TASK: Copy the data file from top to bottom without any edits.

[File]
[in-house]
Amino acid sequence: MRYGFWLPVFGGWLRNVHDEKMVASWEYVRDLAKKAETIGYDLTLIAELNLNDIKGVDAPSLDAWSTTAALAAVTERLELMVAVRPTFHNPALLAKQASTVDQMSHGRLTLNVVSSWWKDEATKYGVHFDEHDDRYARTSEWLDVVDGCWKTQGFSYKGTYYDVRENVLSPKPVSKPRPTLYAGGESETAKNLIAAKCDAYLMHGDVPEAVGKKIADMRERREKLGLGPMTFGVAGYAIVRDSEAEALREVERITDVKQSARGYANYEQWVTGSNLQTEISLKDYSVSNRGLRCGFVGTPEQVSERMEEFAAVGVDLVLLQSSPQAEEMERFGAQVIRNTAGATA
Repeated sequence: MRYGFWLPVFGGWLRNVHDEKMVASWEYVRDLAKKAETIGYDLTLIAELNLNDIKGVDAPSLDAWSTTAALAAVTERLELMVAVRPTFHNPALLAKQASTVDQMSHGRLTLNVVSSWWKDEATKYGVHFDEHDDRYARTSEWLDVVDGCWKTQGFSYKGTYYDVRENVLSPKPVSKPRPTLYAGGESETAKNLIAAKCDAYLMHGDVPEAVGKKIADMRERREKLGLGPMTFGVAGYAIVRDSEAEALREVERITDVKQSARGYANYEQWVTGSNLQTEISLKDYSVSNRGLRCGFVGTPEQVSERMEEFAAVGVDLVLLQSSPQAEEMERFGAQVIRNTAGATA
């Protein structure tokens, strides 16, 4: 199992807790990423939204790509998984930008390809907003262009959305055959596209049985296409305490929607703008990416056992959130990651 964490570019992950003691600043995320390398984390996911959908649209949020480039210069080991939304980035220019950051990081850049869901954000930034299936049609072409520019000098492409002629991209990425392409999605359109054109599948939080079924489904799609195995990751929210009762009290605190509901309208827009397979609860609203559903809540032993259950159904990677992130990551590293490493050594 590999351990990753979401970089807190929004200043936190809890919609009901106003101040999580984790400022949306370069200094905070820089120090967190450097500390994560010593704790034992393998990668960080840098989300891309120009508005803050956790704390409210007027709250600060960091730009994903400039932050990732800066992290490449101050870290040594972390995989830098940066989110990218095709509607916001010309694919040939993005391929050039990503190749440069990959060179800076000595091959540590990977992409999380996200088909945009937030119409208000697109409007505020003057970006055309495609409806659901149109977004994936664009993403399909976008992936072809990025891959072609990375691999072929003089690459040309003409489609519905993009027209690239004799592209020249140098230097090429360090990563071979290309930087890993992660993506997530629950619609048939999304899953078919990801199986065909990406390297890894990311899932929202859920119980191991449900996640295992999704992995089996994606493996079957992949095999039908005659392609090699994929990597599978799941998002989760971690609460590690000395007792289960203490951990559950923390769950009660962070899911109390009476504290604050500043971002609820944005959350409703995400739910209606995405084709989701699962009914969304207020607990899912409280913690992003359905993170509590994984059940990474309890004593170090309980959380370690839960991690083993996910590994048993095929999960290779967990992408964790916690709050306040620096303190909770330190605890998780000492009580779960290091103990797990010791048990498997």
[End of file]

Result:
[in-house]
Amino acid sequence: MRYGFWLPVFGGWLRNVHDEKMVASWEYVRDLAKKAETIGYDLTLIAELNLNDIKGVDAPSLDAWSTTAALAAVTERLELMVAVRPTFHNPALLAKQASTVDQMSHGRLTLNVVSSWWKDEATKYGVHFDEHDDRYARTSEWLDVVDGCWKTQGFSYKGTYYDVRENVLSPKPVSKPRPTLYAGGESETAKNLIAAKCDAYLMHGDVPEAVGKKIADMRERREKLGLGPMTFGVAGYAIVRDSEAEALREVERITDVKQSARGYANYEQWVTGSNLQTEISLKDYSVSNRGLRCGFVGTPEQVSERMEEFAAVGVDLVLLQSSPQAEEMERFGAQVIRNTAGATA
Repeated sequence: MRYGFWLPVFGGWLRNVHDEKMVASWEYVRDLAKKAETIGYDLTLIAELNLNDIKGVDAPSLDAWSTTAALAAVTERLELMVAVRPTFHNPALLAKQASTVDQMSHGRLTLNVVSSWWKDEATKYGVHFDEHDDRYARTSEWLDVVDGCWKTQGFSYKGTYYDVRENVLSPKPVSKPRPTLYAGGESETAKNLIAAKCDAYLMHGDVPEAVGKKIADMRERREKLGLGPMTFGVAGYAIVRDSEAEALREVERITDVKQSARGYANYEQWVTGSNLQTEISLKDYSVSNRGLRCGFVGTPEQVSERMEEFAAVGVDLVLLQSSPQAEEMERFGAQVIRNTAGATA
């Protein structure tokens, strides 16, 4: 199992807790990423939204790509998984930008390809907003262009959305055959596209049985296409305490929607703008990416056992959130990651 964490570019992950003691600043995320390398984390996911959908649209949020480039210069080991939304980035220019950051990081850049869901954000930034299936049609072409520019000098492409002629991209990425392409999605359109054109599948939080079924489904799609195995990751929210009762009290605190509901309208827009397979609860609203559903809540032993259950159904990677992130990551590293490493050594 590999351990990753979401970089807190929004200043936190809890919609009901106003101040999580984790400022949306370069200094905070820089120090967190450097500390994560010593704790034992393998990668960080840098989300891309120009508005803050956790704390409210007027709250600060960091730009994903400039932050990732800066992290490449101050870290040594972390995989830098940066989110990218095709509607916001010309694919040939993005391929050039990503190749440069990959060179800076000595091959540590990977992409999380996200088909945009937030119409208000697109409007505020003057970006055309495609409806659901149109977004994936664009993403399909976008992936072809990025891959072609990375691999072929003089690459040309003409489609519905993009027209690239004799592209020249140098230097090429360090990563071979290309930087890993992660993506997530629950619609048939999304899953078919990801199986065909990406390297890894990311899932929202859920119980191991449900996640295992999704992995089996994606493996079957992949095999039908005659392609090699994929990597599978799941998002989760971690609460590690000395007792289960203490951990559950923390769950009660962070899911109390009476504290604050500043971002609820944005959350409703995400739910209606995405084709989701699962009914969304207020607990899912409280913690992003359905993170509590994984059940990474309890004593170090309980959380370690839960991690083993996910590994048993095929999960290779967990992408964790916690709050306040620096303190909770330190605890998780000492009580779960290091103990797990010791048990498997």